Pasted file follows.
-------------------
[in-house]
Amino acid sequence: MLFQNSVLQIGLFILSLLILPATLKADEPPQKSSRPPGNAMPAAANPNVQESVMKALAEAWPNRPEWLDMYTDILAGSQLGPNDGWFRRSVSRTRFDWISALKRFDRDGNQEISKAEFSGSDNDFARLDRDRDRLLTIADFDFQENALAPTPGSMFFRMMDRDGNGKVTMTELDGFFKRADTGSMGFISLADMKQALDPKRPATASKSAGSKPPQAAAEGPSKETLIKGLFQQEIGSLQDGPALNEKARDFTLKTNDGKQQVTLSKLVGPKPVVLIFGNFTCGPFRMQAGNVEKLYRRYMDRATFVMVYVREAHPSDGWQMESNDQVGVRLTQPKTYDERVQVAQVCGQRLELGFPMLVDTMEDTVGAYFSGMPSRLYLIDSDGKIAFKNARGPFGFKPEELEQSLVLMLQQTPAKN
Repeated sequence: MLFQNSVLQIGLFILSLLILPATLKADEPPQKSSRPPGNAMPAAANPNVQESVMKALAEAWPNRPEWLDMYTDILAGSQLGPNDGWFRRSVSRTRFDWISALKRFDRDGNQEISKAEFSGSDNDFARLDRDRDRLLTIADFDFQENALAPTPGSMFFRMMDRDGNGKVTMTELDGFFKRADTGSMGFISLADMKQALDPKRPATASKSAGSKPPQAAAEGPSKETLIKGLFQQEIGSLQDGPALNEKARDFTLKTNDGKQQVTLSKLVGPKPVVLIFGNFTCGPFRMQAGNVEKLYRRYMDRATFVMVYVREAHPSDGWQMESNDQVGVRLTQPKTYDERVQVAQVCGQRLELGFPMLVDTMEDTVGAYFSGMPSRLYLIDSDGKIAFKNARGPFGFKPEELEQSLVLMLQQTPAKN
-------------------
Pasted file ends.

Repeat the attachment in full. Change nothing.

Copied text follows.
[in-house]
Amino acid sequence: MLFQNSVLQIGLFILSLLILPATLKADEPPQKSSRPPGNAMPAAANPNVQESVMKALAEAWPNRPEWLDMYTDILAGSQLGPNDGWFRRSVSRTRFDWISALKRFDRDGNQEISKAEFSGSDNDFARLDRDRDRLLTIADFDFQENALAPTPGSMFFRMMDRDGNGKVTMTELDGFFKRADTGSMGFISLADMKQALDPKRPATASKSAGSKPPQAAAEGPSKETLIKGLFQQEIGSLQDGPALNEKARDFTLKTNDGKQQVTLSKLVGPKPVVLIFGNFTCGPFRMQAGNVEKLYRRYMDRATFVMVYVREAHPSDGWQMESNDQVGVRLTQPKTYDERVQVAQVCGQRLELGFPMLVDTMEDTVGAYFSGMPSRLYLIDSDGKIAFKNARGPFGFKPEELEQSLVLMLQQTPAKN
Repeated sequence: MLFQNSVLQIGLFILSLLILPATLKADEPPQKSSRPPGNAMPAAANPNVQESVMKALAEAWPNRPEWLDMYTDILAGSQLGPNDGWFRRSVSRTRFDWISALKRFDRDGNQEISKAEFSGSDNDFARLDRDRDRLLTIADFDFQENALAPTPGSMFFRMMDRDGNGKVTMTELDGFFKRADTGSMGFISLADMKQALDPKRPATASKSAGSKPPQAAAEGPSKETLIKGLFQQEIGSLQDGPALNEKARDFTLKTNDGKQQVTLSKLVGPKPVVLIFGNFTCGPFRMQAGNVEKLYRRYMDRATFVMVYVREAHPSDGWQMESNDQVGVRLTQPKTYDERVQVAQVCGQRLELGFPMLVDTMEDTVGAYFSGMPSRLYLIDSDGKIAFKNARGPFGFKPEELEQSLVLMLQQTPAKN